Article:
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Germany and the Germans From an American Point of View   By: (1860-1913)

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Germany and the Germans From an American Point of View by Price Collier is a fascinating and thought-provoking book that offers a unique perspective on Germany and its people from an American viewpoint. Collier, a journalist and author, presents a comprehensive analysis of German society, culture, and history, combining personal experiences with in-depth research to provide a well-rounded account.

One of the strongest aspects of this book is the author's ability to delve deep into the psyche of the German people. Collier explores the historical factors that have shaped German identity, including its long history of militarism, nationalism, and a complex relationship with its own past. By doing so, he helps readers understand the complexities of the German character. His observations are honest and provocative, challenging conventional stereotypes and shedding light on the diverse nature of German society.

Collier also provides insightful commentary on Germany's political landscape, offering a critical analysis of the strengths and weaknesses of its political system. He explores the country's rise and fall under different leaders, examining the impact of nationalistic ideologies and mass movements on German politics. Moreover, he delves into the effects of World War II and the subsequent division of Germany, bringing attention to the subsequent reunification and the challenges it presented to the nation.

What sets this book apart is Collier's ability to balance his analysis with personal anecdotes and observations. He seamlessly weaves in stories from his own experiences in Germany, providing a human perspective that adds an emotional depth to his examination. These personal accounts not only make the book more engaging but also give readers a sense of the author's intimate understanding and connection with the subjects discussed.

Despite the book's strengths, there are a few aspects that could benefit from further exploration. Although Collier presents a comprehensive overview of German history, some readers might crave a more in-depth analysis of specific periods or events. Additionally, a broader focus on present-day Germany and its role in the changing global landscape would have been valuable, considering the book was originally published in 1913.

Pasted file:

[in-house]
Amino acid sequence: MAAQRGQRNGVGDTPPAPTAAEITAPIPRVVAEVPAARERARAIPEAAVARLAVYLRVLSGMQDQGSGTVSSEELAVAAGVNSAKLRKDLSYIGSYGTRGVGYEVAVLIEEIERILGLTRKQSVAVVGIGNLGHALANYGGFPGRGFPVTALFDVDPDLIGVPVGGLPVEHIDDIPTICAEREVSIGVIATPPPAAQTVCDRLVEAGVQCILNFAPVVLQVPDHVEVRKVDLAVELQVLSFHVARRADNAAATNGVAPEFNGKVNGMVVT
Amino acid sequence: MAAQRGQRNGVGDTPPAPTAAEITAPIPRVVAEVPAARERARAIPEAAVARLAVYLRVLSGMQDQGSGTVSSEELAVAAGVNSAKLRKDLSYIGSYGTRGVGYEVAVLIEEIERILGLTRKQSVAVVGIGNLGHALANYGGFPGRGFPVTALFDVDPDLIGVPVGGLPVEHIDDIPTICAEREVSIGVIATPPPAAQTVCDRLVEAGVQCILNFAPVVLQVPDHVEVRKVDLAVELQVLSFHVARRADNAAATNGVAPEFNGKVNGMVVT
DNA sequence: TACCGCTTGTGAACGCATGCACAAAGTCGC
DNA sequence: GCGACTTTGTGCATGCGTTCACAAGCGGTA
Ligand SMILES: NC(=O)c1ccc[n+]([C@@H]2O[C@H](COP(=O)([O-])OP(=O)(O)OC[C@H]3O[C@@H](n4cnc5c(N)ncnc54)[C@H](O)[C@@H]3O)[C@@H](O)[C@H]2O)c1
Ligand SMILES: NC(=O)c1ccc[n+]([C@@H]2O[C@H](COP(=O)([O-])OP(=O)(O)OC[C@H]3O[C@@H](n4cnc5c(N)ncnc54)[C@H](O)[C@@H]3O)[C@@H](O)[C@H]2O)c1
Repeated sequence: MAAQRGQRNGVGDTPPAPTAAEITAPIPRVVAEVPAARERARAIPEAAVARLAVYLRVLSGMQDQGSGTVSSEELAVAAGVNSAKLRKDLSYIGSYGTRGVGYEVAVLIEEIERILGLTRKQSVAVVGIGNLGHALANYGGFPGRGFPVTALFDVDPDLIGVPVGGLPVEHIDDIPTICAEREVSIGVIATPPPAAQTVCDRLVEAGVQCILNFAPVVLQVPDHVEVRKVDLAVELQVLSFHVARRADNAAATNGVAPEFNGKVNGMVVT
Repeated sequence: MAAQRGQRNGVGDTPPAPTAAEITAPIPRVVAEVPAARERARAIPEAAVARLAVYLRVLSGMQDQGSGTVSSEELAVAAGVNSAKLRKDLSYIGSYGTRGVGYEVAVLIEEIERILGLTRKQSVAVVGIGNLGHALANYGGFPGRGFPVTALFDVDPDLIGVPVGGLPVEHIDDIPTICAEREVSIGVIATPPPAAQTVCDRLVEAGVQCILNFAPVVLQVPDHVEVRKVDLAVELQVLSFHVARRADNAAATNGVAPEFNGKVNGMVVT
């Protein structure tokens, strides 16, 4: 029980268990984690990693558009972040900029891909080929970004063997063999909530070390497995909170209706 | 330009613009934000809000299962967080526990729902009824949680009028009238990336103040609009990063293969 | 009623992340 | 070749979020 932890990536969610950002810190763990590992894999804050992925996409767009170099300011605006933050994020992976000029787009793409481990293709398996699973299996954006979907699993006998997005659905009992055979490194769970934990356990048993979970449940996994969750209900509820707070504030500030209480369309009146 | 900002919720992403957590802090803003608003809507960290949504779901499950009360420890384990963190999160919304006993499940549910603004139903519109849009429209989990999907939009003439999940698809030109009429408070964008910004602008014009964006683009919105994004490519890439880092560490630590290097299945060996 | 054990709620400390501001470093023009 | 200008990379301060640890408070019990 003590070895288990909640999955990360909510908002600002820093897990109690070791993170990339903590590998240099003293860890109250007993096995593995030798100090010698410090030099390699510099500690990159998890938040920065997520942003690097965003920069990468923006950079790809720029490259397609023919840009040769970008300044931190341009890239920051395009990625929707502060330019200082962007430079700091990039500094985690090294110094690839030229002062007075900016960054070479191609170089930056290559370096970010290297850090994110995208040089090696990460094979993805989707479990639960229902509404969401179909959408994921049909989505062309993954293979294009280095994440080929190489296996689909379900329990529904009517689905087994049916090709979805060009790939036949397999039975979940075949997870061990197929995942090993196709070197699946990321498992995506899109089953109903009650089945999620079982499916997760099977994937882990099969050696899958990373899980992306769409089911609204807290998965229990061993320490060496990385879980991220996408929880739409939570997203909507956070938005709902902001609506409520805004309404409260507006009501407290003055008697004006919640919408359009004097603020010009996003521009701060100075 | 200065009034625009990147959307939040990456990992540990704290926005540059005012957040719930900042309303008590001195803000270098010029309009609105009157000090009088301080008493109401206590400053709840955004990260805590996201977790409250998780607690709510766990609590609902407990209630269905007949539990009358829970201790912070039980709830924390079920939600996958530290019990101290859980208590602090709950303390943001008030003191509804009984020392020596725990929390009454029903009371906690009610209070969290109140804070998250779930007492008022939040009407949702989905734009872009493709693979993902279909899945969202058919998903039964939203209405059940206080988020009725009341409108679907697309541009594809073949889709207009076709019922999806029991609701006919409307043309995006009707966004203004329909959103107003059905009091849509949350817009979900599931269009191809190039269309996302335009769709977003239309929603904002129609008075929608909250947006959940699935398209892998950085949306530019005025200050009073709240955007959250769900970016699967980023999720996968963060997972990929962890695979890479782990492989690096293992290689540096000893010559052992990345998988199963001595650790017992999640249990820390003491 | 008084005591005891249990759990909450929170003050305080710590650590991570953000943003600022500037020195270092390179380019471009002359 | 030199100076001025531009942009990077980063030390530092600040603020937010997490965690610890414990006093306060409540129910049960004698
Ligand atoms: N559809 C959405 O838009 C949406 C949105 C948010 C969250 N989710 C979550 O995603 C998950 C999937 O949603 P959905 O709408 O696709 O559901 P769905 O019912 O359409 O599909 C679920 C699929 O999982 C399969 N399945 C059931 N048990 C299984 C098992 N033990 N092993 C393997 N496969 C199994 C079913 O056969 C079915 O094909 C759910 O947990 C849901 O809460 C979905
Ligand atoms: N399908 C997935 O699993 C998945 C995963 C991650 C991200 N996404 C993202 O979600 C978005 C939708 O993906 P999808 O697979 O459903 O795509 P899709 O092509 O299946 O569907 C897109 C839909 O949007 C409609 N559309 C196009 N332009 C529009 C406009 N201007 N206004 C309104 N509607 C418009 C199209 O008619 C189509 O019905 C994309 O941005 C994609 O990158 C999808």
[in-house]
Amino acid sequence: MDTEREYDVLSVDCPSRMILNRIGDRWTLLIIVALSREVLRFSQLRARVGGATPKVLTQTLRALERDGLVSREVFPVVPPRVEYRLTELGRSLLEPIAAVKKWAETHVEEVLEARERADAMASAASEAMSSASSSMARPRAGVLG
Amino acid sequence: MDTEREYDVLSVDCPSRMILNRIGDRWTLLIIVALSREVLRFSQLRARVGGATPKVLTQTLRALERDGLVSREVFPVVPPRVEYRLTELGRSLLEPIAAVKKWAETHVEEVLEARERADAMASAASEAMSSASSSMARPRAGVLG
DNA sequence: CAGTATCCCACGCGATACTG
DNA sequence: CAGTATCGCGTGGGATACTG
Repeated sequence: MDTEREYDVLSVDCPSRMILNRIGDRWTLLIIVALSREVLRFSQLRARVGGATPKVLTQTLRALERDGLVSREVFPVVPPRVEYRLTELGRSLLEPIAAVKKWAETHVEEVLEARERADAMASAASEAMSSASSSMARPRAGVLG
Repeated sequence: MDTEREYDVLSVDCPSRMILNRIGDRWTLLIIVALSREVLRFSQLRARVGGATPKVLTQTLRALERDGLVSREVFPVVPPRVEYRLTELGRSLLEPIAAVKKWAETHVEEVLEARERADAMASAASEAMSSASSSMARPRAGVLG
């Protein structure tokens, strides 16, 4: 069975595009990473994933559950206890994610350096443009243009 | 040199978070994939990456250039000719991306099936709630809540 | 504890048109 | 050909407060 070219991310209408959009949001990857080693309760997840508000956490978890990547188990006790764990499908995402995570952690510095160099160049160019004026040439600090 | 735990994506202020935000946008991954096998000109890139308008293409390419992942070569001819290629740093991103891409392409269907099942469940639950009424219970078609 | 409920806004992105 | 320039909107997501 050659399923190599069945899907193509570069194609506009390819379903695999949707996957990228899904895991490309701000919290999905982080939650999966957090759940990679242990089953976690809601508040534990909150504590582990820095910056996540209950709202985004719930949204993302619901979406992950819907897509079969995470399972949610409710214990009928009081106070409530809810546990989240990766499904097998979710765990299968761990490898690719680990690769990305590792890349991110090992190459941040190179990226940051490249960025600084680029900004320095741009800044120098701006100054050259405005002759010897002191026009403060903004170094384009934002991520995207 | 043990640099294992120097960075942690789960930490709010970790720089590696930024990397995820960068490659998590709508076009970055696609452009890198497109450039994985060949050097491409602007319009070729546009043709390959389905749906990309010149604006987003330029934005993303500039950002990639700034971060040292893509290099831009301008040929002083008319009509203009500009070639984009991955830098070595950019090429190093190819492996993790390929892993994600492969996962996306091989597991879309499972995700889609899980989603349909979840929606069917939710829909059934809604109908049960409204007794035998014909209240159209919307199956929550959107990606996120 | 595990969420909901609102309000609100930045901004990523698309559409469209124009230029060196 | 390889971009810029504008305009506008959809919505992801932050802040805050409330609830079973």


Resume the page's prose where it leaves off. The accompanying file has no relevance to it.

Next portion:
In conclusion, Germany and the Germans From an American Point of View by Price Collier is a captivating exploration of Germany's history, society, and politics. Collier's mix of personal experiences and objective analysis creates a well-rounded account that challenges preconceived notions about Germany. This book is highly recommended for those interested in gaining a deeper understanding of Germany from an American perspective.

First Page:

GERMANY AND THE GERMANS

FROM AN AMERICAN POINT OF VIEW

GERMANY AND THE GERMANS FROM AN AMERICAN POINT OF VIEW

BY PRICE COLLIER

CHARLES SCRIBNER'S SONS NEW YORK 1913

Copyright, 1913, by Charles Scribner's Sons

Published May, 1913

To MY WIFE KATHARINE whose deserving far outstrips my giving

CONTENTS

CHAPTER

INTRODUCTION

I. THE CRADLE OF MODERN GERMANY

II. FREDERICK THE GREAT TO BISMARCK

III. THE INDISCREET

IV. GERMAN POLITICAL PARTIES AND THE PRESS

V. BERLIN

VI. "A LAND OF DAMNED PROFESSORS"

VII. THE DISTAFF SIDE

VIII. "OHNE ARMEE KEIN DEUTSCHLAND"

IX. GERMAN PROBLEMS

X. "FROM ENVY, HATRED, AND MALICE"

XI. CONCLUSION

INTRODUCTION

The first printed suggestion that America should be called America came from a German. Martin Waldseemüller, of Freiburg, in his Cosmographiae Introductio, published in 1507, wrote: "I do not see why any one may justly forbid it to be named after Americus, its discoverer, a man of sagacious mind, Amerige, that is the land of Americus or America, since both Europe and Asia derived their names from women."

The first complete ship load of Germans left Gravesend July the 24th, 1683, and arrived in Philadelphia October the 6th, 1683. They settled in Germantown, or, as it was then called, on account of the poverty of the settlers, Armentown... Continue reading book >>




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